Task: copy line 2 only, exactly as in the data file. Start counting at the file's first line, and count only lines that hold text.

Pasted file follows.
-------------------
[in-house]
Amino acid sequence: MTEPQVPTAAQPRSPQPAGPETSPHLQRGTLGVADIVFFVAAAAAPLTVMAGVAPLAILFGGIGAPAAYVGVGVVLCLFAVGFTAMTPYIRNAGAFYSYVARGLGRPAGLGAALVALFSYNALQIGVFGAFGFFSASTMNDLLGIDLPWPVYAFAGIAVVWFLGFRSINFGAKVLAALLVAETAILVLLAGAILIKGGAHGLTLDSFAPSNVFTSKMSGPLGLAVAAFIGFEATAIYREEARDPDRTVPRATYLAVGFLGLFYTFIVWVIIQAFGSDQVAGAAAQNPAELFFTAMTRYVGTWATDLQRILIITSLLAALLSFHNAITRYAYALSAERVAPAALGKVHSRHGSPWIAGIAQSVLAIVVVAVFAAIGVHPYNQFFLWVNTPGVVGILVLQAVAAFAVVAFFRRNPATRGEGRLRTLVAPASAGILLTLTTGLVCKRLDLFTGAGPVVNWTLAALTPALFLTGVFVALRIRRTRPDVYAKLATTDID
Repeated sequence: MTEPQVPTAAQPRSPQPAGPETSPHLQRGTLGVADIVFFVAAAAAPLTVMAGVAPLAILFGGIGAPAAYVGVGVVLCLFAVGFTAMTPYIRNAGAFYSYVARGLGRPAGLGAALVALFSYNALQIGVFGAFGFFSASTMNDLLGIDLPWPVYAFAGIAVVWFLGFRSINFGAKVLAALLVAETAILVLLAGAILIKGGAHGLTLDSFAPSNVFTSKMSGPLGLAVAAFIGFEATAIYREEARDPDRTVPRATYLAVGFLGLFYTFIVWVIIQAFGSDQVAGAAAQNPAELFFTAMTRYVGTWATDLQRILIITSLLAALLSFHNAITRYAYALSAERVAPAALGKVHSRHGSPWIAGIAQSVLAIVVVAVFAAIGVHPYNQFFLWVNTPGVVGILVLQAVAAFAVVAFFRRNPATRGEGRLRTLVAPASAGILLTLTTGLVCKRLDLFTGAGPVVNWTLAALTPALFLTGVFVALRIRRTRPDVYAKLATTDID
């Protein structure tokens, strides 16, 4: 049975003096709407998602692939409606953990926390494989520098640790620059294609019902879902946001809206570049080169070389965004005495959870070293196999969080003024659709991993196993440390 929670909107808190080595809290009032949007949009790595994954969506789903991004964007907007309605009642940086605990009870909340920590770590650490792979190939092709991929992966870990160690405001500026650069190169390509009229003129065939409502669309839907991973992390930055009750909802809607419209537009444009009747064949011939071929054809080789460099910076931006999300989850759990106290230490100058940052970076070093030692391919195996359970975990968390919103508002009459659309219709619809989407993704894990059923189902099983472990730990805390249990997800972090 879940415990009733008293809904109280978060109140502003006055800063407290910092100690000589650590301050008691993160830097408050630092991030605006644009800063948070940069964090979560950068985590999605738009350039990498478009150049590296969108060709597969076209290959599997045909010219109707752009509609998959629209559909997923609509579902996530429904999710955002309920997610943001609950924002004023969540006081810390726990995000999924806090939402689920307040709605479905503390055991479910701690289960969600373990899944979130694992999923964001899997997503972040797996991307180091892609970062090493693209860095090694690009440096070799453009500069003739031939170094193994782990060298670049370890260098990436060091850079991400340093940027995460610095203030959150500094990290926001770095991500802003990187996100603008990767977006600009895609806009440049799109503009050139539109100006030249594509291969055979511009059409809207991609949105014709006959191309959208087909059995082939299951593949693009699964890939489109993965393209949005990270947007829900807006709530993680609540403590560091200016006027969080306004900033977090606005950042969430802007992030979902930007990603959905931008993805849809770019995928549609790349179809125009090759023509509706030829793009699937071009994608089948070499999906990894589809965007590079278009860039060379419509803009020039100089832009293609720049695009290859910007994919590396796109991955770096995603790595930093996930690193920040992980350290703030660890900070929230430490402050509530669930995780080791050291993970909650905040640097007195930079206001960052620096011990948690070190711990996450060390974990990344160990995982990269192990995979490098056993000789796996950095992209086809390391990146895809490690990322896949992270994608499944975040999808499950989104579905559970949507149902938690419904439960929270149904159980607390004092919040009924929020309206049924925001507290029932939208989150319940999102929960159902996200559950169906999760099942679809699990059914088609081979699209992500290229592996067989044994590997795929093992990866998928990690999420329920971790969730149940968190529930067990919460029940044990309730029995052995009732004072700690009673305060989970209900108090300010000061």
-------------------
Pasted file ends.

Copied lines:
Amino acid sequence: MTEPQVPTAAQPRSPQPAGPETSPHLQRGTLGVADIVFFVAAAAAPLTVMAGVAPLAILFGGIGAPAAYVGVGVVLCLFAVGFTAMTPYIRNAGAFYSYVARGLGRPAGLGAALVALFSYNALQIGVFGAFGFFSASTMNDLLGIDLPWPVYAFAGIAVVWFLGFRSINFGAKVLAALLVAETAILVLLAGAILIKGGAHGLTLDSFAPSNVFTSKMSGPLGLAVAAFIGFEATAIYREEARDPDRTVPRATYLAVGFLGLFYTFIVWVIIQAFGSDQVAGAAAQNPAELFFTAMTRYVGTWATDLQRILIITSLLAALLSFHNAITRYAYALSAERVAPAALGKVHSRHGSPWIAGIAQSVLAIVVVAVFAAIGVHPYNQFFLWVNTPGVVGILVLQAVAAFAVVAFFRRNPATRGEGRLRTLVAPASAGILLTLTTGLVCKRLDLFTGAGPVVNWTLAALTPALFLTGVFVALRIRRTRPDVYAKLATTDID